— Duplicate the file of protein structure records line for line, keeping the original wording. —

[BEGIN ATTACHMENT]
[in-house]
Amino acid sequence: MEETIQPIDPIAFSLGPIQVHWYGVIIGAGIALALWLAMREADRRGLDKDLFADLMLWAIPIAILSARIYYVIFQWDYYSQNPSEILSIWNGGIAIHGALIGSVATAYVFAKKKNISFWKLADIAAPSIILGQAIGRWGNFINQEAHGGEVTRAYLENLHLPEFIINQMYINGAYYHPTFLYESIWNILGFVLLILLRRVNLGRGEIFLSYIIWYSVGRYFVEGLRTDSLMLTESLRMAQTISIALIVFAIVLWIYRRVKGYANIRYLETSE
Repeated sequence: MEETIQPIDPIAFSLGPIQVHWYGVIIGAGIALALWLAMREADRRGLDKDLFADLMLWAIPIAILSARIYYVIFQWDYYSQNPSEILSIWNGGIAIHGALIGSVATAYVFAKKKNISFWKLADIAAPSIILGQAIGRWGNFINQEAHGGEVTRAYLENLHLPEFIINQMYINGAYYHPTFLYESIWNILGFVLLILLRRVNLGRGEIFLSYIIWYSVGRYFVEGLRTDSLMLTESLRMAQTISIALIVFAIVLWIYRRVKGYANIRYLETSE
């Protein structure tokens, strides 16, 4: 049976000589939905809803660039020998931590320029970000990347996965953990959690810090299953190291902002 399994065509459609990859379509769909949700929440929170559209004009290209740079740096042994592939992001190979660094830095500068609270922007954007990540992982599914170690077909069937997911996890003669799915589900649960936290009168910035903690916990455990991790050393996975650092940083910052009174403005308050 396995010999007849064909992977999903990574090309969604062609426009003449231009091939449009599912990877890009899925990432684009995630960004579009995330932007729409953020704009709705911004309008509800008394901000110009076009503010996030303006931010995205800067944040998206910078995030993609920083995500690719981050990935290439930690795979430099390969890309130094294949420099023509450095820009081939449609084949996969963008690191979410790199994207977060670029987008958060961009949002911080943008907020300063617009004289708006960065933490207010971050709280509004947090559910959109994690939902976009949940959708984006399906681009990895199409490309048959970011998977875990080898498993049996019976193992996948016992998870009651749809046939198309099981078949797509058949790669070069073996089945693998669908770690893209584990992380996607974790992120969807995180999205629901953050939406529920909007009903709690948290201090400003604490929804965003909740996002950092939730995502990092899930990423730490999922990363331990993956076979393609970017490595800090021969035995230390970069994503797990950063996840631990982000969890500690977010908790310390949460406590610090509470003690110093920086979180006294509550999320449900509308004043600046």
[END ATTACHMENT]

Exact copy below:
[in-house]
Amino acid sequence: MEETIQPIDPIAFSLGPIQVHWYGVIIGAGIALALWLAMREADRRGLDKDLFADLMLWAIPIAILSARIYYVIFQWDYYSQNPSEILSIWNGGIAIHGALIGSVATAYVFAKKKNISFWKLADIAAPSIILGQAIGRWGNFINQEAHGGEVTRAYLENLHLPEFIINQMYINGAYYHPTFLYESIWNILGFVLLILLRRVNLGRGEIFLSYIIWYSVGRYFVEGLRTDSLMLTESLRMAQTISIALIVFAIVLWIYRRVKGYANIRYLETSE
Repeated sequence: MEETIQPIDPIAFSLGPIQVHWYGVIIGAGIALALWLAMREADRRGLDKDLFADLMLWAIPIAILSARIYYVIFQWDYYSQNPSEILSIWNGGIAIHGALIGSVATAYVFAKKKNISFWKLADIAAPSIILGQAIGRWGNFINQEAHGGEVTRAYLENLHLPEFIINQMYINGAYYHPTFLYESIWNILGFVLLILLRRVNLGRGEIFLSYIIWYSVGRYFVEGLRTDSLMLTESLRMAQTISIALIVFAIVLWIYRRVKGYANIRYLETSE
């Protein structure tokens, strides 16, 4: 049976000589939905809803660039020998931590320029970000990347996965953990959690810090299953190291902002 399994065509459609990859379509769909949700929440929170559209004009290209740079740096042994592939992001190979660094830095500068609270922007954007990540992982599914170690077909069937997911996890003669799915589900649960936290009168910035903690916990455990991790050393996975650092940083910052009174403005308050 396995010999007849064909992977999903990574090309969604062609426009003449231009091939449009599912990877890009899925990432684009995630960004579009995330932007729409953020704009709705911004309008509800008394901000110009076009503010996030303006931010995205800067944040998206910078995030993609920083995500690719981050990935290439930690795979430099390969890309130094294949420099023509450095820009081939449609084949996969963008690191979410790199994207977060670029987008958060961009949002911080943008907020300063617009004289708006960065933490207010971050709280509004947090559910959109994690939902976009949940959708984006399906681009990895199409490309048959970011998977875990080898498993049996019976193992996948016992998870009651749809046939198309099981078949797509058949790669070069073996089945693998669908770690893209584990992380996607974790992120969807995180999205629901953050939406529920909007009903709690948290201090400003604490929804965003909740996002950092939730995502990092899930990423730490999922990363331990993956076979393609970017490595800090021969035995230390970069994503797990950063996840631990982000969890500690977010908790310390949460406590610090509470003690110093920086979180006294509550999320449900509308004043600046």